Sunday, March 10, 2013

Alias: Welcome to Liberty Village (4.5)

It's always interesting to spot when a freshman writer comes to a long-running series with merely a cool idea, regardless of it actually fitting into the show's sensibilities. This marks the Alias debut of Drew Goddard, a Buffy/Angel vet who has since gone on to a host of acclaimed genre features, from Cloverfield to The Cabin in the Woods, and he lands on this show with impressive ingenuity. True to form, this guy. He's clearly arrived with a bag of intriguing concepts, this one meshing together Cold War paranoia with picture-perfect suburbia intrigue, and while there's little in Welcome to Liberty Village that rises above 'cool' territory, it's a fun standalone episode nonetheless.

While too much of the hour brings to mind the X-Files episode Arcadia to totally work, Liberty Village mines creative juice out of that very familiarity of the concept, instead of being drowned out by it. Goddard's script unsurprisingly draws comedic parallels between Sydney and Vaughn's 'fake' marriage and their real-life romantic situation, to fun effect. Surely there's more than a hint of fan service to the two of them being critiqued as 'cold' and humorless? There's additional drama, too, primarily a scene in which Vaughn improvs the story of his marriage proposal for the benefit of the Russians, only for Syd to realize how it's very much an anecdote drawn from reality instead of fantasy.

Again, it's hard to actively 'ship these two (maybe the aforementioned coldness is the problem?), but season four has really found various areas to Syd and Vaughn as a couple that tug at the heart-strings. Instead of the whiny love triangle that crippled season three, here we have two mature adults coming to terms with all that they've lost and the lingering feelings that remain. By the end of Liberty Village they've stumbled into a fun, flirtatious corner; more driven by sex and giddiness than anything particularly emotional -- but it's progress in one form or another, a natural evolution of sorts.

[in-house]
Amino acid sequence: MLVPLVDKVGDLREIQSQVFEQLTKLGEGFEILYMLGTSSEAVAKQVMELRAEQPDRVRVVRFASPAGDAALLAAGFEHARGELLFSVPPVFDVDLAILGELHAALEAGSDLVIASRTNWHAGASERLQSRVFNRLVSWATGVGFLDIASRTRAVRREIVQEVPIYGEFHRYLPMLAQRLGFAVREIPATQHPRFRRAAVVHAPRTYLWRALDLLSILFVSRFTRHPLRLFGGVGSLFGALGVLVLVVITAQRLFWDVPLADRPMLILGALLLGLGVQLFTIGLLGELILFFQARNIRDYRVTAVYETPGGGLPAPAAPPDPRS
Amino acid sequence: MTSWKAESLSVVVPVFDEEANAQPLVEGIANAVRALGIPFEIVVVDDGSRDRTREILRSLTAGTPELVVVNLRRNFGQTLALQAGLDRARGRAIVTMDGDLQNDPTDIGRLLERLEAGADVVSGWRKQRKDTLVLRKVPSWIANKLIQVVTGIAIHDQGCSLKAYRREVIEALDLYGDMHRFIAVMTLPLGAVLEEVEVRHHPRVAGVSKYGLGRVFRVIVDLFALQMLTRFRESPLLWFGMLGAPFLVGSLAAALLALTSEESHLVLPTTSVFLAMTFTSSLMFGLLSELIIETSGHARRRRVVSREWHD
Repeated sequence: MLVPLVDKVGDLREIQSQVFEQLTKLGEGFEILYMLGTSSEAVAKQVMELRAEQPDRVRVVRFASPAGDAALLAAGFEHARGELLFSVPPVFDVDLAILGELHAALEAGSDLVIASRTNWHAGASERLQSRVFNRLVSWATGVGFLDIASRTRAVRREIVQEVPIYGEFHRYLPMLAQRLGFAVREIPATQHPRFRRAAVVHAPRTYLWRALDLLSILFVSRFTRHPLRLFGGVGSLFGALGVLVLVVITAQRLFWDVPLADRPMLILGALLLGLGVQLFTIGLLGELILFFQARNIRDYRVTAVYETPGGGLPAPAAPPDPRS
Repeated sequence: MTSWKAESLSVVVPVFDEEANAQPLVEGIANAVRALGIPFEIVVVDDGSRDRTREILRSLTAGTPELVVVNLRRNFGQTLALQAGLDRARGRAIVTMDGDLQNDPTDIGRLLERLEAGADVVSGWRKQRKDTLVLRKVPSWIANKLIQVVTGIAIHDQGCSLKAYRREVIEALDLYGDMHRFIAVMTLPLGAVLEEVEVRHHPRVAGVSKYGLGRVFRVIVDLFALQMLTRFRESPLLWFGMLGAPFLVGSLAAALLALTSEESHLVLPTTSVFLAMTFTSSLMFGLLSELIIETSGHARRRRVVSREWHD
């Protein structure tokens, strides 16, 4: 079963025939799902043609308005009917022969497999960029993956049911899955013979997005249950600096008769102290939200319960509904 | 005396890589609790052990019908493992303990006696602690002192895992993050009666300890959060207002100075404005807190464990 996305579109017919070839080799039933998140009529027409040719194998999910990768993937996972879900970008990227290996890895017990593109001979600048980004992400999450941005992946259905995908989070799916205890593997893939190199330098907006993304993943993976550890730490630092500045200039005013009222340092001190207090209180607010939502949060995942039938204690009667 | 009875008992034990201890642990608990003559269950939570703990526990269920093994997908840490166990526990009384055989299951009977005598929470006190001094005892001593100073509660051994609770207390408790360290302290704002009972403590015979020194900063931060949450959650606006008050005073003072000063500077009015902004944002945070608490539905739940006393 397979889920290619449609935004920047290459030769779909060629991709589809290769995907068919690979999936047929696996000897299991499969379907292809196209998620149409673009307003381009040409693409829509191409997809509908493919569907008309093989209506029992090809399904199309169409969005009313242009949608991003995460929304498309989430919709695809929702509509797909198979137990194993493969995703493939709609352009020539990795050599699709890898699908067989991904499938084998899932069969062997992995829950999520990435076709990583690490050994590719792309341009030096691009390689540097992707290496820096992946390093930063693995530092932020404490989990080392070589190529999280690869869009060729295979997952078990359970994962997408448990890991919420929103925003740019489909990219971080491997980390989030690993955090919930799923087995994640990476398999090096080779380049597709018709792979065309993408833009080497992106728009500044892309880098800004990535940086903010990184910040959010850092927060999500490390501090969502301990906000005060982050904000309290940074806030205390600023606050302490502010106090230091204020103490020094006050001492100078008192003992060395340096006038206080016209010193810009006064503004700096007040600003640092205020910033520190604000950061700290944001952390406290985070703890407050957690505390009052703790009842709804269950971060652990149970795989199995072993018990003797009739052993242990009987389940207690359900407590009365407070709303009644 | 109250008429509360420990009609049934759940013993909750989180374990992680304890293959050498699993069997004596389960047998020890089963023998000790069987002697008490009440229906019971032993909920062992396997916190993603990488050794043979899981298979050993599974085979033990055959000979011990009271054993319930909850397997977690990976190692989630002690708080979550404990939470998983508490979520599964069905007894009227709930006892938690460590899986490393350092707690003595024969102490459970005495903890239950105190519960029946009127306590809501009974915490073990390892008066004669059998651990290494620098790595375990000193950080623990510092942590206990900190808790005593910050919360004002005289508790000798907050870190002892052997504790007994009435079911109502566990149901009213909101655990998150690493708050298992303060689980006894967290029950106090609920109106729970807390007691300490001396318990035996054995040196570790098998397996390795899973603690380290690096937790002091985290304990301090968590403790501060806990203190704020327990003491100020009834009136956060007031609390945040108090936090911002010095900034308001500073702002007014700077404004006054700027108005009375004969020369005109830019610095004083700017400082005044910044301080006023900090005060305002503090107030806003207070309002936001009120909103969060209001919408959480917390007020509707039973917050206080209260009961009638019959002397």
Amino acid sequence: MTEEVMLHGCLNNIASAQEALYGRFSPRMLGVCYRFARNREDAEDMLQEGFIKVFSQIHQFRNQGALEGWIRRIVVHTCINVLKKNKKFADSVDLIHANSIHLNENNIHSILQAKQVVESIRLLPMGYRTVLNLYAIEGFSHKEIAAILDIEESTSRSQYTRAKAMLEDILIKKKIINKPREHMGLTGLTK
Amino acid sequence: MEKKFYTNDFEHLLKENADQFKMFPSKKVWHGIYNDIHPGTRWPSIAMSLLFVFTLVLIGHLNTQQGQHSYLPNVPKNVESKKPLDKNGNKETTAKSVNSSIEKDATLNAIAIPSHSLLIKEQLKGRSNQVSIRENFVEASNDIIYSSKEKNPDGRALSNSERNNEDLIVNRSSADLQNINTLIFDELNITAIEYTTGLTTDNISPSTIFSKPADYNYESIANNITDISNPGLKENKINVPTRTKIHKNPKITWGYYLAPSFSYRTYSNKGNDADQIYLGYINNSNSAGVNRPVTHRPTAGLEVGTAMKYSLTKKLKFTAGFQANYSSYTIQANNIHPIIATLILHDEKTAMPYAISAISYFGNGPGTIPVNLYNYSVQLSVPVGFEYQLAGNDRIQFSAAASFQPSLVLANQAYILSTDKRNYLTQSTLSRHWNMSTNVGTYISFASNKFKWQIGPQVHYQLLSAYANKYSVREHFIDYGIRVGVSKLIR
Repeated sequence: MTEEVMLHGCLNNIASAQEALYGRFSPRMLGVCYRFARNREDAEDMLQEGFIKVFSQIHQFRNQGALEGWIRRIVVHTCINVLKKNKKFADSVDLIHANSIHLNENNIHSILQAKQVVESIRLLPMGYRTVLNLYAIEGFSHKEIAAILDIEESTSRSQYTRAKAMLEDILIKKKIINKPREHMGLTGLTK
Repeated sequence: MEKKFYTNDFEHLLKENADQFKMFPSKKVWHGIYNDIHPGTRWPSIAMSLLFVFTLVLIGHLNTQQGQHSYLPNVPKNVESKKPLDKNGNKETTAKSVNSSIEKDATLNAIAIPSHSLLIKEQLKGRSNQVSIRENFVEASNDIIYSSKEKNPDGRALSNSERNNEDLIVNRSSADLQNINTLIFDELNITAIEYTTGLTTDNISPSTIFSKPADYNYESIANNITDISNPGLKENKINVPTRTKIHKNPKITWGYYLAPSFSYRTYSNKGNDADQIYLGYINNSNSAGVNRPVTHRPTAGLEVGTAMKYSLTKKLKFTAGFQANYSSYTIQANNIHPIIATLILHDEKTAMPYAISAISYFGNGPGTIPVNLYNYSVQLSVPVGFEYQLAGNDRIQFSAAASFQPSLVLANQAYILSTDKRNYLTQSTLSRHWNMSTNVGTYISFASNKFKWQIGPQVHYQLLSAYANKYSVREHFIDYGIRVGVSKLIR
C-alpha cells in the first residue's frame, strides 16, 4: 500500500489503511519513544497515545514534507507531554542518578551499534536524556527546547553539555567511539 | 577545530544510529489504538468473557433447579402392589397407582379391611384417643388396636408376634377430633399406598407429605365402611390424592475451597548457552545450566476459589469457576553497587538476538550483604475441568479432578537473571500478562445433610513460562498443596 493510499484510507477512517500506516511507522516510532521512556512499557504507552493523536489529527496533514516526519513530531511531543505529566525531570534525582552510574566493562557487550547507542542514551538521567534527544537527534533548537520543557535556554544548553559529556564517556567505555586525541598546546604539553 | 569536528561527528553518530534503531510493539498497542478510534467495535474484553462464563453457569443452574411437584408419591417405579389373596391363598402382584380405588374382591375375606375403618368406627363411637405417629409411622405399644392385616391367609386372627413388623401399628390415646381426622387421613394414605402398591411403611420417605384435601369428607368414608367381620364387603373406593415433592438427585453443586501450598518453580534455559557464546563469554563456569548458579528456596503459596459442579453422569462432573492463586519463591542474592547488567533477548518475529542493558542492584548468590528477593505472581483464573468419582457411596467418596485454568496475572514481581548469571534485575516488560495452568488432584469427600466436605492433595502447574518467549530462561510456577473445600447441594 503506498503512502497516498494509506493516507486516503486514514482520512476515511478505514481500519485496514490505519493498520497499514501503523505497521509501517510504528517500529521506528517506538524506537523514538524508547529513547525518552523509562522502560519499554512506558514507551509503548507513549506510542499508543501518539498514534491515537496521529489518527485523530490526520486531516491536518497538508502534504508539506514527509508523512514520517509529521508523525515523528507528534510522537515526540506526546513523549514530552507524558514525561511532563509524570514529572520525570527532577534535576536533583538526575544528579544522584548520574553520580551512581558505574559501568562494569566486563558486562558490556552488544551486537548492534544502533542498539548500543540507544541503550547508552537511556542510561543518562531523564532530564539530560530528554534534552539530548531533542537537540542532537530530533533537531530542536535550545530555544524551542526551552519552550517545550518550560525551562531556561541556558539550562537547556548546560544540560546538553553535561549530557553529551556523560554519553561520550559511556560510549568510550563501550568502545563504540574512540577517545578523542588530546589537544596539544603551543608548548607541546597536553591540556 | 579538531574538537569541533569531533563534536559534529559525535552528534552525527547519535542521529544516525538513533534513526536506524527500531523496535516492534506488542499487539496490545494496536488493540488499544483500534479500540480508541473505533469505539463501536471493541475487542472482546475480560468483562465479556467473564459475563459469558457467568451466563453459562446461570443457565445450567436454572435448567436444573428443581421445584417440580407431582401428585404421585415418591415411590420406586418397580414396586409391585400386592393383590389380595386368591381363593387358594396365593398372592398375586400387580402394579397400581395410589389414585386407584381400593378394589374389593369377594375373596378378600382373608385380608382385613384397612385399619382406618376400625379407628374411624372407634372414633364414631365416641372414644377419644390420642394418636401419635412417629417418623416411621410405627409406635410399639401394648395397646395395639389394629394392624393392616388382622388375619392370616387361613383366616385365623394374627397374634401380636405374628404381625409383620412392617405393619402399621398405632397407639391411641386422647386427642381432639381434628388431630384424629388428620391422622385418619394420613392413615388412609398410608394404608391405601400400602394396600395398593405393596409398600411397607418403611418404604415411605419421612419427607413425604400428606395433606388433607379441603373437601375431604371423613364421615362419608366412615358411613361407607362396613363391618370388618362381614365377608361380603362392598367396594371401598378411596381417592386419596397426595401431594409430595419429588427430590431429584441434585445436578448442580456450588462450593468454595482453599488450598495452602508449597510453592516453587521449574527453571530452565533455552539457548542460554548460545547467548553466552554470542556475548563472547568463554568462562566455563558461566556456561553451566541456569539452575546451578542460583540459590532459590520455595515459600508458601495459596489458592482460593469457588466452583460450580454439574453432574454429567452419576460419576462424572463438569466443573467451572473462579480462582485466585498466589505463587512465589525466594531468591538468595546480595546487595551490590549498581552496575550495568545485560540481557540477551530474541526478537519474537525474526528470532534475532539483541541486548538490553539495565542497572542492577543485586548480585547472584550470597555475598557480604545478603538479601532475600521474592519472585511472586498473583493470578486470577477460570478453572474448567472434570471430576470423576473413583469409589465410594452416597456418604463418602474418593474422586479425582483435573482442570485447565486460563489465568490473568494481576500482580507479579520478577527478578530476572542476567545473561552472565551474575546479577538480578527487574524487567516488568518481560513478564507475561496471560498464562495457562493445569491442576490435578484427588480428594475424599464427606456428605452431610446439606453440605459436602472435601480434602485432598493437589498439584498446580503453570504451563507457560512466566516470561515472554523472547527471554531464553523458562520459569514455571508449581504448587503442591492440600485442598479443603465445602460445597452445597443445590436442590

In terms of serialization, Irina continues to be a source of character drama, this week Jack discovering that the KGB are in hot pursuit of Irina's sister Elena. This could so easily read as plot regression, primarily because Lena Olin's availability has been consistently up in the air ever since she threw herself off that building in The Telling, but Alias has had trouble exploring new factions and spy organizations of late, notably with the Covenant last year, that it continues to make sense that they'd go back to basics. Well, the Alias version of 'basics', meaning convoluted Derevko hijinks. We're still very much grounded in ambiguity over actual plot progression, but the ingredients on offer intrigue for now.

Welcome to Liberty Village is another early season four episode that utilizes its central standalone mystery as merely a jumping-off point for character-driven drama, and while that eventually means the script plummets into an inconsequential 'fighting and shooting' genre climax, the character work remains strong and interesting. It's at least easy to recognize the emotions and feelings of most of the cast and identify with their personal conflicts. B

Guest stars
Jim Pirri (Yuri Korelka); Alla Korot (Marina Avden); Larry Sullivan (Phil); Rick Overton (Alexi Vasilevich)
Writer Drew Goddard Director Kevin Hooks

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